[OT] A tale of App Store rejection
rdimola at evergreeninfo.net
Thu Jan 17 12:49:03 EST 2013
I got rejected because my detail screen had "data layout that is confusing".
I moved a couple of things around and it was approved. I assume that a
different tester looks at the app with every submission. The text did not
appear to be by the same person with each rejection. Also try adding in a
mergeMK map or other feature to give the app "more functionality". It took
me a couple of months to get approved. I was also rejected because of large
text. My app was tested with my target audience that is older. The large
text was requested. I explained this to Apple and they let that one go. Even
though their under-draws seemed a little tight, I found them not completely
With that being said, this app was approved????????
Good luck making it through the gauntlet!
Evergreen Information Services
rdimola at evergreeninfo.net
From: use-livecode [mailto:use-livecode-bounces at lists.runrev.com] On Behalf
Of Andre Garzia
Sent: Thursday, January 17, 2013 7:50 AM
To: How to use LiveCode
Subject: [OT] A tale of App Store rejection
I am sharing here an experience with the iOS App Store.
I live in the beautiful city of Niterói in the state of Rio de Janeiro (as
seen in http://fon.nu/15DD13EL). Most of the citizens of my city work in the
city of Rio de Janeiro.
There are two ways to go from here to Rio. There is the ferry boat which
takes 20 minutes but has queues so long that you can wait an hour and a half
to board and there is the famous Rio - Niterói bridge that spans 13km and is
the only reasonable way to get to rio by car or bus. The problem is that the
bridge tends to be tangled in huge traffic jams that can last forever. So
people here face a dilemma, should I take a bus to Rio or a ferry boat.
Millions of people suffer that every day, twice a day, on the way into Rio
and on the way out of Rio.
So to help myself and others, I created this app that can be seen here:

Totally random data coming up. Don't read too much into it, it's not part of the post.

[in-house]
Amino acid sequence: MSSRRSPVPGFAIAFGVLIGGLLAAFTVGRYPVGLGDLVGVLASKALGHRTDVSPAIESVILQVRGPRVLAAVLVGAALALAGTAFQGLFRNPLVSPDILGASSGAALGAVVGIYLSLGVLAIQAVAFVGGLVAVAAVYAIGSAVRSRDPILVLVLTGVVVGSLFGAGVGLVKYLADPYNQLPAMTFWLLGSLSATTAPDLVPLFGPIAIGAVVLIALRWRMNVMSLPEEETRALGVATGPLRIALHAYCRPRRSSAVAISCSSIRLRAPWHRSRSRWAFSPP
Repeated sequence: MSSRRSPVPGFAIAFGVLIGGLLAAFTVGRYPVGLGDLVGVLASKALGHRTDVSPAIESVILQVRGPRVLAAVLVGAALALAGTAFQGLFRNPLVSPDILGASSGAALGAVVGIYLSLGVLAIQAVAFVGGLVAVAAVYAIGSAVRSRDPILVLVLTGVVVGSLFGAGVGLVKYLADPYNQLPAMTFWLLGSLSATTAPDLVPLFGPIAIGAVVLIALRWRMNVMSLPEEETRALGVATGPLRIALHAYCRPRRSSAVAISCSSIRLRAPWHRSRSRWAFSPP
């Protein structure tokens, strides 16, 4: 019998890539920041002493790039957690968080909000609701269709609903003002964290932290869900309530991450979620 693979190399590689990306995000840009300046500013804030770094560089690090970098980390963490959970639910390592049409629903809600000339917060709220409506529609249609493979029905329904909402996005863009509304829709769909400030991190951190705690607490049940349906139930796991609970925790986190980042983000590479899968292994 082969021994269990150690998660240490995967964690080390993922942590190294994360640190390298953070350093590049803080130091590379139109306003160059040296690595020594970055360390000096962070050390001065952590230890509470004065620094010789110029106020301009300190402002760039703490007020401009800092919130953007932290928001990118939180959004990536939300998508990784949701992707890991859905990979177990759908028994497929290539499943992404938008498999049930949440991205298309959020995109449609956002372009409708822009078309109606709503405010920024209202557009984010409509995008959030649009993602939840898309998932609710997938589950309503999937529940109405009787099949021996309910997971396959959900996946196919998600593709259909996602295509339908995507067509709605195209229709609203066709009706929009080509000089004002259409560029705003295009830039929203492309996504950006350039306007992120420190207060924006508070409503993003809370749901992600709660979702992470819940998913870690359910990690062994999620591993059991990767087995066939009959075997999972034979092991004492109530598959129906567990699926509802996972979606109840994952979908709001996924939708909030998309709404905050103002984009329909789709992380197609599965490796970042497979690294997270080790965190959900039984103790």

It displays in very large letters the current state of the traffic in the
bridge and if you want, you can see more details about how it got that way.
I built the little backend server thingy that figures out how the bridge is
and serve as the place that this thin stack connects to get information.
The application has 413 installations here, mostly because I don't make any
So after releasing on Android, I decided to release it on iOS. I did all the
juggling and uploaded it to Apple and a week later they rejected it because
it was too simple, didn't provide enough features or lasting entertainment
and could be done as a website. Well, 3G connection here is not as
widespread as in New York so opening a web page on your cell phone every
time you want to check on the bridge is a waste of resources and time. My
app transmits a very small string so even on edge, it can figure out the
traffic easily. Also, this app is actually useful to the thousands of iphone
owners who commutes to Rio every day but Apple seems to prefer fart apps and
thus my app is not coming to iOS.
The lesson here is beware of your features because the app store is getting
very picky. Minimal applications that provide a single useful feature are no
longer good enough for them. Heck my app wasn't even ugly as some stuff
there. Anyway, I just wanted to share the experience for the benefit of
those that are building apps as small as mine.
This app was built in a day, including the server. It was a "dare" from a
friend who said: "how fast can you build something to check on the bridge
for Android?" and I said "fast."
At least people on Android can enjoy easy access to the traffic conditions.
http://www.andregarzia.com -- All We Do Is Code.
http://fon.nu -- minimalist url shortening service.
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